Stocks fell on Friday, with the Dow Jones Industrial Average posting its worst weekly loss since October, as traders worried the Federal Reserve could start raising rates sooner than expected.
All three main indices on Wall Street dropped Friday with investors wary of a more hawkish stance from the U.S. Federal Reserve, while the dollar posted the strongest gains in over a year and oil prices continued a steady climb.
After starting the week near record highs, U.S. stocks have steadily dropped since Fed officials projected Wednesday that interest rates may rise sooner than previously expected.
The Dow Jones Industrial Average fell 533.37 points, or 1.58%, marking the worst week for the blue-chip index since January. The S&P 500 lost 55.41 points, or 1.31%, and the Nasdaq Composite dropped 130.97 points, or 0.92%.
The MSCI world equity index, which tracks shares in 45 nations, fell 8.87 points or 1.24%.
Stocks were trending downward after the Wednesday policy update from the Fed, but that decline became sharper after Friday morning comments from St. Louis Fed President James Bullard, who said he thought the Fed could raise rates as soon as next year.
Those comments were offset somewhat later in the day by Minneapolis Federal Reserve President Neel Kashkari, who said he didn't see interest rate hikes until 2024.
The Fed maintained it planned to keep up unprecedented monetary support until the jobs market had fully recovered, and that any acceleration of a stimulus exit is due to the strong gains expected from the U.S. economy coming out of the pandemic.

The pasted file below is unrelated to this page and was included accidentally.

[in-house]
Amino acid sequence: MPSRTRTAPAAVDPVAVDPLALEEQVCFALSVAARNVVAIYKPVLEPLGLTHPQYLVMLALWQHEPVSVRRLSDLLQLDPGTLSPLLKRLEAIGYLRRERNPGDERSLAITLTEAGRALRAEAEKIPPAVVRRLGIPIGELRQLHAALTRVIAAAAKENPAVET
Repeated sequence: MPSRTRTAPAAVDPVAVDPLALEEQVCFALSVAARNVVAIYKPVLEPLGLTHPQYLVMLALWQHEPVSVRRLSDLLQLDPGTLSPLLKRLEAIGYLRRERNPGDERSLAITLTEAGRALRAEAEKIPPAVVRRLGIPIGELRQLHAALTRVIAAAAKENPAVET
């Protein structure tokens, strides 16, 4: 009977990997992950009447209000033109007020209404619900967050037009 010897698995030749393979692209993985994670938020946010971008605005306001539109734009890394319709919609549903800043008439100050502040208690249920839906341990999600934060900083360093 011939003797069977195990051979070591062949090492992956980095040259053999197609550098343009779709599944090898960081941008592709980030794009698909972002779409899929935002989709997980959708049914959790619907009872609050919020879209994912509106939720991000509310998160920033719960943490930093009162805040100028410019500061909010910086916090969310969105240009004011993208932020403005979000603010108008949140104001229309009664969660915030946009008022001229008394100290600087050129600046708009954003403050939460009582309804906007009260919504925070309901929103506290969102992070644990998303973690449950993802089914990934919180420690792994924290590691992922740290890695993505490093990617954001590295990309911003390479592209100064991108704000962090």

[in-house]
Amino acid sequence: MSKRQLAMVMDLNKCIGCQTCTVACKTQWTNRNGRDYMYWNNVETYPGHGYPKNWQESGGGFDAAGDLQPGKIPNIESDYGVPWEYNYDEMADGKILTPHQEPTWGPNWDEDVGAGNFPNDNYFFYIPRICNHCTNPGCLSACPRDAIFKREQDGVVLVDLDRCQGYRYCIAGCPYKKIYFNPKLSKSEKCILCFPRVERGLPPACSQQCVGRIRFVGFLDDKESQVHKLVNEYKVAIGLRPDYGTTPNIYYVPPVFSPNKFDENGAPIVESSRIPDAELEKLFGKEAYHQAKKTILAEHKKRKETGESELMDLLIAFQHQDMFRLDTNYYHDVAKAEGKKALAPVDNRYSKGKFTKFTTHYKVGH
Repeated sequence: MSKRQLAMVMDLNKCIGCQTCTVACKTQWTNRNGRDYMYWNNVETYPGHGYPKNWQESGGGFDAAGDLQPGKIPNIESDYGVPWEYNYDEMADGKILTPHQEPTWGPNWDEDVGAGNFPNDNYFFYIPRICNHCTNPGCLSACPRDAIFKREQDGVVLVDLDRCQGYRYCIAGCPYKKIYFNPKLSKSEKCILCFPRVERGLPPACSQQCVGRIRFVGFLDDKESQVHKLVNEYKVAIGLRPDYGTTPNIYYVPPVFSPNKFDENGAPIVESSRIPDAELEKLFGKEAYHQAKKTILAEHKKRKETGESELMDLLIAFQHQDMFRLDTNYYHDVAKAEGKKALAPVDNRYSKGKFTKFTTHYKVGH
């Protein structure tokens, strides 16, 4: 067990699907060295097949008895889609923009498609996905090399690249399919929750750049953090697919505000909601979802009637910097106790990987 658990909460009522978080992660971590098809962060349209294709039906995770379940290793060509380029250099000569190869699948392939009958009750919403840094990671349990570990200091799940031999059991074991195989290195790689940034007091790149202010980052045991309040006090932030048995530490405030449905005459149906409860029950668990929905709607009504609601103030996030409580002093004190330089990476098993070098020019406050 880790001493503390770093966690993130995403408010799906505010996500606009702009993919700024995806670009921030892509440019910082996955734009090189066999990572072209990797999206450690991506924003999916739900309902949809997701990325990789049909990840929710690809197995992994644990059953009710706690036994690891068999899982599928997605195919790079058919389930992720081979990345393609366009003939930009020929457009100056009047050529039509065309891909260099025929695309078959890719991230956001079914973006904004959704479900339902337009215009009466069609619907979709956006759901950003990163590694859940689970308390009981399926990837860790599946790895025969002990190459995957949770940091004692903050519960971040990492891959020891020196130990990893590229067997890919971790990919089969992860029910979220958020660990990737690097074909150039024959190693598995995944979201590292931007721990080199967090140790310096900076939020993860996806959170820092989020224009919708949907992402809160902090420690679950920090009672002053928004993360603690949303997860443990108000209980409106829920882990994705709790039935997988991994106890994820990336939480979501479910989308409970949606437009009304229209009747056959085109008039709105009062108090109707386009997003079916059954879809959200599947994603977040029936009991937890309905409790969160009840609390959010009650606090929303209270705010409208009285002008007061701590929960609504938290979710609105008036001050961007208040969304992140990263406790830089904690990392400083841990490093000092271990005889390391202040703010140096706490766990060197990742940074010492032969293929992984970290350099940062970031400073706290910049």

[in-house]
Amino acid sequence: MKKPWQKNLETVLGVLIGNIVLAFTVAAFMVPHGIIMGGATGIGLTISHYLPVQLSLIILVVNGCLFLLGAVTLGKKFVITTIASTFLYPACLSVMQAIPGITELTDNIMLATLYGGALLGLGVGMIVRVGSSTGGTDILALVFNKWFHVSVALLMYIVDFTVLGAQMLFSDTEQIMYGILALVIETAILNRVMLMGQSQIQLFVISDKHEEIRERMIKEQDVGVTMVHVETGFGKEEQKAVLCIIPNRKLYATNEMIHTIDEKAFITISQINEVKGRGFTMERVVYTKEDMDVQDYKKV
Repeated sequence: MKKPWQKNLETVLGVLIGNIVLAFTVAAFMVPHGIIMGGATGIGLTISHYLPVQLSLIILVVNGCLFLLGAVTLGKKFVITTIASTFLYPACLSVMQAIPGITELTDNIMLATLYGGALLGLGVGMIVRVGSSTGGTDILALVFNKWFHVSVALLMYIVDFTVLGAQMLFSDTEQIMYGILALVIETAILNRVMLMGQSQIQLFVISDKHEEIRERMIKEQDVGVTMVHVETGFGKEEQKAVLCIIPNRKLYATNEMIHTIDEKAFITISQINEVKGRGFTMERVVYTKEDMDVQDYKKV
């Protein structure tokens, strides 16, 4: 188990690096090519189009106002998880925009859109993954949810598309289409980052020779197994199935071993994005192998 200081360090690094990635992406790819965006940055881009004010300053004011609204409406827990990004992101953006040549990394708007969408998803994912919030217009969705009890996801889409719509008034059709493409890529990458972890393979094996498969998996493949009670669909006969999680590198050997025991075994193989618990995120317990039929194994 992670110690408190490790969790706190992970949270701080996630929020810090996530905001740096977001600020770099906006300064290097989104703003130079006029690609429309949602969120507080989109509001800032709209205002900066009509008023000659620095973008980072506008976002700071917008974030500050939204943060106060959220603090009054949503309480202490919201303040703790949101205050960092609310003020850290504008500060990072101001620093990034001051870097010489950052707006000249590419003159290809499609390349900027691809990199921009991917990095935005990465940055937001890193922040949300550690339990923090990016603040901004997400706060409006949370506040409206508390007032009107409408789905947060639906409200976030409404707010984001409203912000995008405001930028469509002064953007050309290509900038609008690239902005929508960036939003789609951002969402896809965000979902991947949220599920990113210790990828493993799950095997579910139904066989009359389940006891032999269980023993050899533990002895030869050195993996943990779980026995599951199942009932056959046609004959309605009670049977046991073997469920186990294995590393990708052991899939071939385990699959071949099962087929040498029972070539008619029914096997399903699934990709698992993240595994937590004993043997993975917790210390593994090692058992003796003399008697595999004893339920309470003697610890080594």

But the prospect of earlier interest rate hikes helped nudge investors away from a stock market that had been near record highs at the start of the week.
"I'm not surprised to see the market sell off a little bit. I'm never surprised, given the strong run we've had for such a long period of time, when you see some periods of profit-taking," said Tim Ghriskey, chief investment strategist at Inverness Counsel in New York.
The Fed stance provided fuel to the U.S. dollar, as the dollar index, which tracks the greenback against six major currencies, jumped 0.43% on Friday to 92.314, its highest price since mid-April. The index is on pace for its strongest weekly gain in roughly 14 months, as investors seek some safety in the dollar from other currencies after a light surprise from the Fed.
Oil shook off earlier losses to add to its recent gains following reports OPEC expected limited U.S. oil output growth this year.
Brent crude futures rose 43 cents, or 0.6%, to settle at $73.51 a barrel. U.S. West Texas Intermediate (WTI) crude rose 60 cents, or 0.8%, to $71.64 a barrel. Both benchmarks were headed for a weekly gain of about 1.1%.
"Despite a complete return to pre-pandemic life in the US, energy companies are cautious over keeping their balance sheets in order and will remain disciplined over making commitments over new wells," wrote Edward Moya, senior market analyst at OANDA. "The oil market does not have to worry about oversupply concerns anytime soon and that is keeping crude prices supported despite a broad selloff with commodities."
Long-dated U.S. Treasury yields fell Friday as the bond market absorbed the Fed news, with the yield curve flattening on the bet the Fed will move more quickly to tackle persistent inflation pressures. The benchmark 10-year notes were last at 1.445%.
The Fed took its toll on safe-haven gold this week. Spot gold was down 0.61% to $1,762.63 per ounce, with prices down roughly 5.7% on the week. U.S. gold futures settled 0.3% down at $1,769 an ounce.
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